Explanations of the Markings on the Covers of the Letters
Rather than sealed in a separate envelope, these early letters were single sheets of paper, folded in such a way that two sides, known as covers, were left blank.
The front cover was used for the address and outgoing postage marks.
The back cover often shows a broken wax seal. By the end of a letter’s journey from sender to recipient, both sides often were marked with an array of handwritten notations and inked stamps.Read the Letters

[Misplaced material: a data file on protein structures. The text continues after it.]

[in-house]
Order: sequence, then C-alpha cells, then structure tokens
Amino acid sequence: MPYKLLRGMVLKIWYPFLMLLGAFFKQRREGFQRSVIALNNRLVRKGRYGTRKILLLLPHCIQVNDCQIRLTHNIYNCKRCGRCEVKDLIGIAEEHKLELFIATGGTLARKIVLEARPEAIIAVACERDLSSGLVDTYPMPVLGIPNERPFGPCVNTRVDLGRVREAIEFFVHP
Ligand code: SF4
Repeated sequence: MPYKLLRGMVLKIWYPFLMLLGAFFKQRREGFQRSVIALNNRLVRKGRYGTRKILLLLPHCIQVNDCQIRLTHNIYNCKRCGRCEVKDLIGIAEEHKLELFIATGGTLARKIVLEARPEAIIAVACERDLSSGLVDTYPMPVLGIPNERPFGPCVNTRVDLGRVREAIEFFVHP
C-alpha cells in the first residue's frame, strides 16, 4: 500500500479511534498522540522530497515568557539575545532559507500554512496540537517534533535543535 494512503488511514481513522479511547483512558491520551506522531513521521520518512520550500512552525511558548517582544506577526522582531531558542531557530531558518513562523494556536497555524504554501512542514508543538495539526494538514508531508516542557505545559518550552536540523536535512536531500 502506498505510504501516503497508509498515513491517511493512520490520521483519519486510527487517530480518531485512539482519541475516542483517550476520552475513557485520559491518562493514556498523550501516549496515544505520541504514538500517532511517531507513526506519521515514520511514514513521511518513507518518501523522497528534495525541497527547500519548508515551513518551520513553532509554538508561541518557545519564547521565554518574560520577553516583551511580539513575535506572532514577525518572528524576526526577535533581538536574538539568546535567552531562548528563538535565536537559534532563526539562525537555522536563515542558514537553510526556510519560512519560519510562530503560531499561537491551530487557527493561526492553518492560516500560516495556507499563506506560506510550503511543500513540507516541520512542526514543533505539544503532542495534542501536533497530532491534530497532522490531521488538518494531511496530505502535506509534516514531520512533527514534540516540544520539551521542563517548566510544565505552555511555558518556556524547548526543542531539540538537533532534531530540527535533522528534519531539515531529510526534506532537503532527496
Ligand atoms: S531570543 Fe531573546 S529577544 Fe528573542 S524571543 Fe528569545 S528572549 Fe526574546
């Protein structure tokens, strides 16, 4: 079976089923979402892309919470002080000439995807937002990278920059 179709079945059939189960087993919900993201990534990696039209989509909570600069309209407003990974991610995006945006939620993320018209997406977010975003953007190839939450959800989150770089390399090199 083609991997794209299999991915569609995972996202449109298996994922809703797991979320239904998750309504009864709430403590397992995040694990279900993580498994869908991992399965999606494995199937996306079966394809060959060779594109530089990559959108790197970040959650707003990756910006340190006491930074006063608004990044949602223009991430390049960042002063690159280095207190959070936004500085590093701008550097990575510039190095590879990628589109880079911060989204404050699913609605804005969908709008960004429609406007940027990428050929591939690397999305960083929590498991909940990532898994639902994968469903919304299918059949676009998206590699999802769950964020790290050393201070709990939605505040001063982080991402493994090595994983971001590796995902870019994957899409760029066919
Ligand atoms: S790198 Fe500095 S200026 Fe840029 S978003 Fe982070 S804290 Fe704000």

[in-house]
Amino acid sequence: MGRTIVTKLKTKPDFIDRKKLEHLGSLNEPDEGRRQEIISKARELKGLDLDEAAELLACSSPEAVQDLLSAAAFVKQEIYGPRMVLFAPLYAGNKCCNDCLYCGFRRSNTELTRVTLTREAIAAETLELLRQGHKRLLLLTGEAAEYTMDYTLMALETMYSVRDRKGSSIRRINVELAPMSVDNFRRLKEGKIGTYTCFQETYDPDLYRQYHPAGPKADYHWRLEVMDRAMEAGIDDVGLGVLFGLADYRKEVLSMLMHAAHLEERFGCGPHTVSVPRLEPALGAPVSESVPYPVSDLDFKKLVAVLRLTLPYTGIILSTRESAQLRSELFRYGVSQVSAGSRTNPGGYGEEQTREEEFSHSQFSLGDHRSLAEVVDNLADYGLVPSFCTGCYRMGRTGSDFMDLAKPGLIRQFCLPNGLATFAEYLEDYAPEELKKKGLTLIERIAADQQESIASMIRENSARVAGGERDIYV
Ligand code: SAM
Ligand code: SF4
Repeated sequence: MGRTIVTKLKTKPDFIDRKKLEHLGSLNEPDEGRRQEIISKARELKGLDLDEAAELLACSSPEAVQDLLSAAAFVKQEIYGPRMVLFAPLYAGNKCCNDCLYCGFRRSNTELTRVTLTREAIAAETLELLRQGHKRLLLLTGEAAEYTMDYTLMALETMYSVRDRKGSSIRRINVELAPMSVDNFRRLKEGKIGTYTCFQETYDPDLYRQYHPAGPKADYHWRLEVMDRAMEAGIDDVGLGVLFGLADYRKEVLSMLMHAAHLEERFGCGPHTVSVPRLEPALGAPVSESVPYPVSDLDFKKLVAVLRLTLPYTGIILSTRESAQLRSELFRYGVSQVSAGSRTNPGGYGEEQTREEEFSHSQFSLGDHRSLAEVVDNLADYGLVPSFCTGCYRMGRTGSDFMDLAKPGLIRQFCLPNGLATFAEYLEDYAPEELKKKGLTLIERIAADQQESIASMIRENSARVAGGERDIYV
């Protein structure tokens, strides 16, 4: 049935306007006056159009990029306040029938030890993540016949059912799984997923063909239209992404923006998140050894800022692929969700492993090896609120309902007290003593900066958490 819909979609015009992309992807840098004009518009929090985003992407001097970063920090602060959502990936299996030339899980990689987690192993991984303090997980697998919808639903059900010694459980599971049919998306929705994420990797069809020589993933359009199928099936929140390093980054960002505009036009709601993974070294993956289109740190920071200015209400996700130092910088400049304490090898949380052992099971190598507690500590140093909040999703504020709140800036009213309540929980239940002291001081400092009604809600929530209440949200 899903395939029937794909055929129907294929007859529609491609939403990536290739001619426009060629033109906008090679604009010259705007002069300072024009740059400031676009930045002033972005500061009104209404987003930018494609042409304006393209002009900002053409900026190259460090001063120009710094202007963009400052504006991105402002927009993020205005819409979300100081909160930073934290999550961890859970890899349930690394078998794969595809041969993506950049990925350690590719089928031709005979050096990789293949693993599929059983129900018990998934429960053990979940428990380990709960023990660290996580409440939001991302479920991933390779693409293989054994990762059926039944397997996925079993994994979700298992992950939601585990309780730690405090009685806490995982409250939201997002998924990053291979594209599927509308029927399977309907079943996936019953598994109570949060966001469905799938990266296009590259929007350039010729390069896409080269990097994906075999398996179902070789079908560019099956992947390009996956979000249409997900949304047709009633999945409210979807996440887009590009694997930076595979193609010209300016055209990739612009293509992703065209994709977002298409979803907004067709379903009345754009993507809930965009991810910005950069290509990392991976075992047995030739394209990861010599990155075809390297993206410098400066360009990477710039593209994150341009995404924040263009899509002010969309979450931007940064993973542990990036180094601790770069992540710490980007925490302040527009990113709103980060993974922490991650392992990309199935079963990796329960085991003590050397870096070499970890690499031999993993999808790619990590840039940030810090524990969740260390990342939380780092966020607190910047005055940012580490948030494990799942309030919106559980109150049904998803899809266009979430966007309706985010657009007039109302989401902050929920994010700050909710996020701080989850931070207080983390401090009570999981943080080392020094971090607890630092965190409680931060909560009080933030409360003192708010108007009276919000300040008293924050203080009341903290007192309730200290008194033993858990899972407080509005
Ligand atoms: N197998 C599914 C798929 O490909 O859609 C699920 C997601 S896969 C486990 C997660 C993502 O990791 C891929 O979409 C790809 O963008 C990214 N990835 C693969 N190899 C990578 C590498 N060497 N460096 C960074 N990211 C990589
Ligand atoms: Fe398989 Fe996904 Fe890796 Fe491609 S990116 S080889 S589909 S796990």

This letter traveled from Lyme to New York via one of the many steam boats that sailed down the Connecticut River from Hartford and along the Connecticut shore of Long Island Sound on a daily basis. Letters coming from New York to Lyme on the Steam Boats were routed through a Mr. Bacon at the ferry.
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